|Afternoon Squall Line Over the Southern Plains|
Southern plains of the U.S. on Sep 25, 1996
In this image, the warmer (and lower) clouds are yellow. The cooler (and higher) clouds are white.
This is a close up view of a developing
squall line .
Other interesting features are the waves in the
clouds to the east of the squall line. For a larger perspective, click
here (277 Kb).
The clouds in this image are aligned along a dry line extending south from Kansas across the Oklahoma panhandle into the Texas panhandle. Notice how the storms are progressively more developed towards the north end of the line. This dry line is a type of surface trough which developed on the lee side of the Rockies. It is being pushed eastward ahead of a strong cold front . The moist air mass from the Gulf of Mexico has surface dew points in the 60-65 F range. The convergence of the moist and dry air masses along the dry line results in lifting and cloud formation.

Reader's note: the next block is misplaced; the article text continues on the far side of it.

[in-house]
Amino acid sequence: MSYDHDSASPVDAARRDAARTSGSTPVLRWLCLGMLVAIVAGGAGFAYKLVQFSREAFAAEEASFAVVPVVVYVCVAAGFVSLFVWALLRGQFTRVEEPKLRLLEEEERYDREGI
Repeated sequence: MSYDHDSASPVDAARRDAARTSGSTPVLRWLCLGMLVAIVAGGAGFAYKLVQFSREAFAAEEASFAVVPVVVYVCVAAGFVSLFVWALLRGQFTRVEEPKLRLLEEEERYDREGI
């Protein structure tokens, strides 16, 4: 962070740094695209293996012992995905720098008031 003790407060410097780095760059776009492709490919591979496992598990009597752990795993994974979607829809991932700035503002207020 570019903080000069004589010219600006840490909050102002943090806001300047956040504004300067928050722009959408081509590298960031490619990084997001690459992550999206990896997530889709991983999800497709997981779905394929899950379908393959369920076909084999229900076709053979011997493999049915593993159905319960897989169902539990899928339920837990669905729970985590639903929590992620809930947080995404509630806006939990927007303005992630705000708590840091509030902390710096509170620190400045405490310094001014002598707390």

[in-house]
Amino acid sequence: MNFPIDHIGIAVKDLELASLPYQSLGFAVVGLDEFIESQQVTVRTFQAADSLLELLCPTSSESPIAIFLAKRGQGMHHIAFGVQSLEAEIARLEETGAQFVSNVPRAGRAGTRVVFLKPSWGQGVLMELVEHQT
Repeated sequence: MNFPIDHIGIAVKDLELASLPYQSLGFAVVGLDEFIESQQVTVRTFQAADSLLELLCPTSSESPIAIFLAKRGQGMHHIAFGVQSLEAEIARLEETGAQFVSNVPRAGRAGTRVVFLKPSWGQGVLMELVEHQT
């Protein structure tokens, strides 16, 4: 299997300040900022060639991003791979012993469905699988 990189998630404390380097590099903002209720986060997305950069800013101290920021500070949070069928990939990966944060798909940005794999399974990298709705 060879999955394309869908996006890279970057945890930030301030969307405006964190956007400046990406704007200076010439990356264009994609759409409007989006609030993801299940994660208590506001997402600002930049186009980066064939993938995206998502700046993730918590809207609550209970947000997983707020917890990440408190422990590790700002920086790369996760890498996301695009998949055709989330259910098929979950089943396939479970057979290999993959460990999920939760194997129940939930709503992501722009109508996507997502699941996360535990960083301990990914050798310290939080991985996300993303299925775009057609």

The image shows numerous cumulonimbus clouds developing along the dry line. The air is very unstable with CAPE's in excess of 3000 J/kg. Helicity values over 300 m2/s2 were reported. A southerly low-level jet of 50 knot winds at the 850 hPa level from the Gulf of Mexico provides sufficient wind shear for the development of severe thunderstorms. Doppler radar showed sufficient wind speed shear and directional shear to support severe thunderstorms and supercells . The National Weather Service issued a tornado watch for western and central Kansas, western and central Oklahoma, and parts of the Texas panhandle at about 2300 UTC. This line of thunderstorms produced 1 inch diameter hail and supercells. A tornado was reported in southwestern Kansas (Grant county).
To return to the index page, click here